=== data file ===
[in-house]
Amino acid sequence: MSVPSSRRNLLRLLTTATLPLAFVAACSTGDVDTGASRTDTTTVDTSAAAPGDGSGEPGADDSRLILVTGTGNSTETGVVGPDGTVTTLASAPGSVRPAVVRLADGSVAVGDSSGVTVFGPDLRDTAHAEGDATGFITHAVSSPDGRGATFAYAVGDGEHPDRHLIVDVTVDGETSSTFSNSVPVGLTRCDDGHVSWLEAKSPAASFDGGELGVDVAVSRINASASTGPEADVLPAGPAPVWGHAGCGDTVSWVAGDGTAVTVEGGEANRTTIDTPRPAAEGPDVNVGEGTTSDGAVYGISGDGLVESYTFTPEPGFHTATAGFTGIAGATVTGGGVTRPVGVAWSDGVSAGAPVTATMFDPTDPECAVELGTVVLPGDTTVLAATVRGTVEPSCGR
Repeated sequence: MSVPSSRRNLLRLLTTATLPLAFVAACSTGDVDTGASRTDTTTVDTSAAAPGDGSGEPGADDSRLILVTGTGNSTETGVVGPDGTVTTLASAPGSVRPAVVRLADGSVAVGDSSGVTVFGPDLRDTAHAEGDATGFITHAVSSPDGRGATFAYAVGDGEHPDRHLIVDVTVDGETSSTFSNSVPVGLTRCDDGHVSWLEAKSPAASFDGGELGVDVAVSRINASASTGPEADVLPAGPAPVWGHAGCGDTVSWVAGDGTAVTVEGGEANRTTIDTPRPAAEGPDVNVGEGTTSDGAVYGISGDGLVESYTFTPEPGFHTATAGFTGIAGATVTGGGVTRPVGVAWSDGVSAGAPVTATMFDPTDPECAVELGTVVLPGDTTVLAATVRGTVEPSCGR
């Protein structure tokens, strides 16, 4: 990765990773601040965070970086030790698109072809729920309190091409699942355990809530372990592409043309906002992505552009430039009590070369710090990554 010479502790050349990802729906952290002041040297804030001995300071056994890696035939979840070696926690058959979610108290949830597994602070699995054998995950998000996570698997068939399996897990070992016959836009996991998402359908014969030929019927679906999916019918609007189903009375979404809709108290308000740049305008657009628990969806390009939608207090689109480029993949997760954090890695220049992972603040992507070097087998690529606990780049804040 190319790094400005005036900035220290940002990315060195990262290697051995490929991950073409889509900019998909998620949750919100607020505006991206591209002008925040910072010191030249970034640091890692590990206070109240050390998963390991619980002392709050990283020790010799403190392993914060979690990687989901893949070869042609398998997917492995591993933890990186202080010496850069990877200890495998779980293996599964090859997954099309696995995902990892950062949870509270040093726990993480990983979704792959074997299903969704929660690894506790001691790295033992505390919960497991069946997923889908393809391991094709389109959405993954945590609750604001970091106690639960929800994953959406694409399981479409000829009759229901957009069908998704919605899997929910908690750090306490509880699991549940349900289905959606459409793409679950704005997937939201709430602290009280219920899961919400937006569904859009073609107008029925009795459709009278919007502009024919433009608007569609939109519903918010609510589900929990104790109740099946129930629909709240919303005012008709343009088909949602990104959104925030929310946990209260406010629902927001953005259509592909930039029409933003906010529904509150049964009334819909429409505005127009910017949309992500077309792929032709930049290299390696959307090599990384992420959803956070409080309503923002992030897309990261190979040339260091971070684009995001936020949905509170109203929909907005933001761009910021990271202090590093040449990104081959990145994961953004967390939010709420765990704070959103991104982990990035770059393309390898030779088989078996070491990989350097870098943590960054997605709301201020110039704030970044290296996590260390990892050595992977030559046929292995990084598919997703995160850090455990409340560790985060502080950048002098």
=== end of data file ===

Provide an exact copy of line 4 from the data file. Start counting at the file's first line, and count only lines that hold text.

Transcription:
């Protein structure tokens, strides 16, 4: 990765990773601040965070970086030790698109072809729920309190091409699942355990809530372990592409043309906002992505552009430039009590070369710090990554 010479502790050349990802729906952290002041040297804030001995300071056994890696035939979840070696926690058959979610108290949830597994602070699995054998995950998000996570698997068939399996897990070992016959836009996991998402359908014969030929019927679906999916019918609007189903009375979404809709108290308000740049305008657009628990969806390009939608207090689109480029993949997760954090890695220049992972603040992507070097087998690529606990780049804040 190319790094400005005036900035220290940002990315060195990262290697051995490929991950073409889509900019998909998620949750919100607020505006991206591209002008925040910072010191030249970034640091890692590990206070109240050390998963390991619980002392709050990283020790010799403190392993914060979690990687989901893949070869042609398998997917492995591993933890990186202080010496850069990877200890495998779980293996599964090859997954099309696995995902990892950062949870509270040093726990993480990983979704792959074997299903969704929660690894506790001691790295033992505390919960497991069946997923889908393809391991094709389109959405993954945590609750604001970091106690639960929800994953959406694409399981479409000829009759229901957009069908998704919605899997929910908690750090306490509880699991549940349900289905959606459409793409679950704005997937939201709430602290009280219920899961919400937006569904859009073609107008029925009795459709009278919007502009024919433009608007569609939109519903918010609510589900929990104790109740099946129930629909709240919303005012008709343009088909949602990104959104925030929310946990209260406010629902927001953005259509592909930039029409933003906010529904509150049964009334819909429409505005127009910017949309992500077309792929032709930049290299390696959307090599990384992420959803956070409080309503923002992030897309990261190979040339260091971070684009995001936020949905509170109203929909907005933001761009910021990271202090590093040449990104081959990145994961953004967390939010709420765990704070959103991104982990990035770059393309390898030779088989078996070491990989350097870098943590960054997605709301201020110039704030970044290296996590260390990892050595992977030559046929292995990084598919997703995160850090455990409340560790985060502080950048002098």